The Kings Need a Forward, Not a Defenseman

Why Jake Muzzin is really, really good and should stay on the top pairing.

Rumor mongers have been claiming that the Kings are as interested in acquiring a defenseman as they are a top six forward. The defensemen the Kings have been coveting - Andrew MacDonald, Dan Girardi, Henrik Tallinder - suggest that, like last year, they are looking for a stay-at-home defenseman to pair with Drew Doughty. In this scenario Jake Muzzin would probably drop to the third pairing and Alec Martinez out of the lineup. This is regrettable, because the Kings do not need a defenseman, and they emphatically do not need to replace Jake Muzzin on the top pairing.

The Muzzin/Doughty has produced spectacular results. When they are on the ice, the Kings get 59.9% of the shot attempts, which is the best in the NHL - better than Keith/Seabrook (57.9%), better than Chara/Boychuk (57.3%), way better than Pietrangelo/Bouwmeester (54.0%). These results are not just the product of soft minutes. Among Kings defenseman, Doughty and Muzzin face the toughest competition and receive only slightly easier than average zone starts. Why would the Kings be in a hurry to replace what is quite possibly the most effective D pairing in the league?

A skeptic might argue that Doughty is the reason for that pair's success, and that the results would be even better if Doughty had a defensively responsible partner. But over the past two seasons, Doughty has had markedly more success with Muzzin than with Regehr or Mitchell; in fact, his results with Muzzin are the best of his career. The notion that he plays better with a stay-at-home partner seems to be a myth.  Doughty seems to agree with this himself, as he lobbied for a Doughty-Muzzin pair in the preseason, saying "I think that out of all the other D-men, I think I move the puck the best with him."

Turning the focus away from Muzzin/Doughty and towards the blue line as a whole, it's difficult to conclude that the Kings need defensive help. The Kings allow the fewest goals and the second-fewest shots 5v5. And unlike New Jersey (who allows the fewest shots), the Kings do not achieve this by completely stifling the game. The Kings attempt the seventh-most shots at even strength, so their players are finding some opportunities to play offense even while they shut down the opposition.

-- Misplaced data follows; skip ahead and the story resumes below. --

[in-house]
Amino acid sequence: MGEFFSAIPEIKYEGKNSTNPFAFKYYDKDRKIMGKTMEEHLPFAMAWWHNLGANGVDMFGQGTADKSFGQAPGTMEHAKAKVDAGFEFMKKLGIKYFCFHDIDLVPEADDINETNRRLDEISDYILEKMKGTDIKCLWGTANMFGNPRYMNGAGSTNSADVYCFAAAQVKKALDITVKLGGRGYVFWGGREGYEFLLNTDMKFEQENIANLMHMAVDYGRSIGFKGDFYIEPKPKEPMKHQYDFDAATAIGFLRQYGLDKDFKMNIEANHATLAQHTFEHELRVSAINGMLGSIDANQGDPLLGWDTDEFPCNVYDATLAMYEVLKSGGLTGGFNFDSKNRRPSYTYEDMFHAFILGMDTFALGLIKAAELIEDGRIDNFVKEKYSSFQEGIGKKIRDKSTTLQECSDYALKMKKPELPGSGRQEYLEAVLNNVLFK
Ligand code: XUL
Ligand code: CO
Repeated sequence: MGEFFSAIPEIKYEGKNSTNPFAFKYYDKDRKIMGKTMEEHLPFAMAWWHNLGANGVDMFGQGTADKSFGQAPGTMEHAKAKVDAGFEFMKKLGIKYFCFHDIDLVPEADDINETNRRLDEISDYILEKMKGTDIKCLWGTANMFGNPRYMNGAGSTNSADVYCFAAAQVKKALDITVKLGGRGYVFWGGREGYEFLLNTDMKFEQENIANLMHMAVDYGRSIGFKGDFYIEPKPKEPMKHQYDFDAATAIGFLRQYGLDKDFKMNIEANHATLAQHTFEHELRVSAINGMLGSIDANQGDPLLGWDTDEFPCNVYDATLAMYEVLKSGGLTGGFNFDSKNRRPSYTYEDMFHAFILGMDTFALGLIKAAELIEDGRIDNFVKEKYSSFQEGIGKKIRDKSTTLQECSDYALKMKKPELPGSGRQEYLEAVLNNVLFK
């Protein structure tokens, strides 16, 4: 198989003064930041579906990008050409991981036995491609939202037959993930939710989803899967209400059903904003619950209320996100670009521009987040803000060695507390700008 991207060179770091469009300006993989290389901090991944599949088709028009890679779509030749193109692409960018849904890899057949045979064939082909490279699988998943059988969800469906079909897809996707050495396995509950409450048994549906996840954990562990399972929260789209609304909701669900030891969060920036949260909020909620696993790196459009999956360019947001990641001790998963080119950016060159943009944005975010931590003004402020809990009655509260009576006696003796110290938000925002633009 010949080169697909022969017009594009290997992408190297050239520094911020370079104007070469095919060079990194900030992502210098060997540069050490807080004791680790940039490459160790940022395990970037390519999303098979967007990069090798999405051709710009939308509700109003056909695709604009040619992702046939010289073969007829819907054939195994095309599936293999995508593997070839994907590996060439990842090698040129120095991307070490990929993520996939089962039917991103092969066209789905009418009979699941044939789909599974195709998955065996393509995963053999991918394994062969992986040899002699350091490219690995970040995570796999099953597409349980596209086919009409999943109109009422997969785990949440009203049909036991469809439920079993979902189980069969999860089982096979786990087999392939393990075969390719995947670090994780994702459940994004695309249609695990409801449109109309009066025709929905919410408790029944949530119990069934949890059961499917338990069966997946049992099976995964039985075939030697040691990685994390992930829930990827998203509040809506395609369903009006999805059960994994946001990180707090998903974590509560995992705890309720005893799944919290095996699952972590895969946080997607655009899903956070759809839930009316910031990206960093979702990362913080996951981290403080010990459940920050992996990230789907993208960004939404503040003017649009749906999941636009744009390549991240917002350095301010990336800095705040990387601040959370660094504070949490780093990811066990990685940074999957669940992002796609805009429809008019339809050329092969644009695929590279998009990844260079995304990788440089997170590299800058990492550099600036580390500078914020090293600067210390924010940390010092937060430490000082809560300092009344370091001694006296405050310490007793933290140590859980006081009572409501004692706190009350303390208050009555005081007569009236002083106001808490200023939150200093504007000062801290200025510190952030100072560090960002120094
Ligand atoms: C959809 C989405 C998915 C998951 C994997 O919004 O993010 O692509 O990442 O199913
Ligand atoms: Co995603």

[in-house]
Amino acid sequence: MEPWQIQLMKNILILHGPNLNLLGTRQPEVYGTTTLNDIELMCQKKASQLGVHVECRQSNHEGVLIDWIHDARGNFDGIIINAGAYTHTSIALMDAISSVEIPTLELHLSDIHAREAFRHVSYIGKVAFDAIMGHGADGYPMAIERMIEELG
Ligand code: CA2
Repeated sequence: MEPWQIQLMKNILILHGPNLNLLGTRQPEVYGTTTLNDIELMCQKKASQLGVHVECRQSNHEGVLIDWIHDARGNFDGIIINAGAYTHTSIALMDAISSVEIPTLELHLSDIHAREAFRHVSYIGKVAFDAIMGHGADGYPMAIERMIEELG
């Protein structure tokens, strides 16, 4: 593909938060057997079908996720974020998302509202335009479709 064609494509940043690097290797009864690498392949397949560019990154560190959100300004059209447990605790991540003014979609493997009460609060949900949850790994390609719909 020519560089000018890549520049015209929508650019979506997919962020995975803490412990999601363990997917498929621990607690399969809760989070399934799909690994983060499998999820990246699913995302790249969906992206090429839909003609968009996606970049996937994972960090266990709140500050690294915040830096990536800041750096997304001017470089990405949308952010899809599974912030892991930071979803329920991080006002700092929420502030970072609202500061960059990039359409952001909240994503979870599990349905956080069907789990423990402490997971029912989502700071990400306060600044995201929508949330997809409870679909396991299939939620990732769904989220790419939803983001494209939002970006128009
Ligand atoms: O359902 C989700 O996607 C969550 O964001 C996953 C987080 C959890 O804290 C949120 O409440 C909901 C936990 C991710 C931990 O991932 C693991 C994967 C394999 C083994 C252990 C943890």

Of course, the Kings have had little success at turning those shots into goals. In all likelihood, this is mostly the result of bad luck and will improve naturally, but the Kings could help this regression along by acquiring a forward with the ability to shoot for a high percentage. This is where the Kings' deadline efforts should be focused.

Right now, the Kings are playing a number of forwards with little shooting talent in the top nine. The Kings have even attempted to turn Tanner Pearson and Jordan Nolan into second line left wings the past two games, and the results have been so bad that Kings will probably try their third second line left wing in as many games on Saturday.

Realistically, Dustin Brown is the only player available who has enough scoring talent to fit into that slot. Unfortunately, moving Brown off the third line cripples LA's scoring depth. Dwight King has had a surprisingly productive year, but pairing him with Jarret Stoll and Trevor Lewis, who have not, is a recipe for an offensively impotent third line.

Trading for a scoring left wing is an easy solution to this problem. A player like Ales Hemsky, Mike Cammalleri, or Thomas Vanek could provide scoring and balance to the Kings forwards without harming the team's ability to control the puck. Finding Doughty a new stay-at-home partner would hurt the Kings' puck possession game that is so dependent on the Doughty-Muzzin pairing, and probably do little to improve what is already the stingiest defensive unit in the NHL. Trading for a forward makes the Kings better; trading for a defenseman solves a problem that doesn't exist.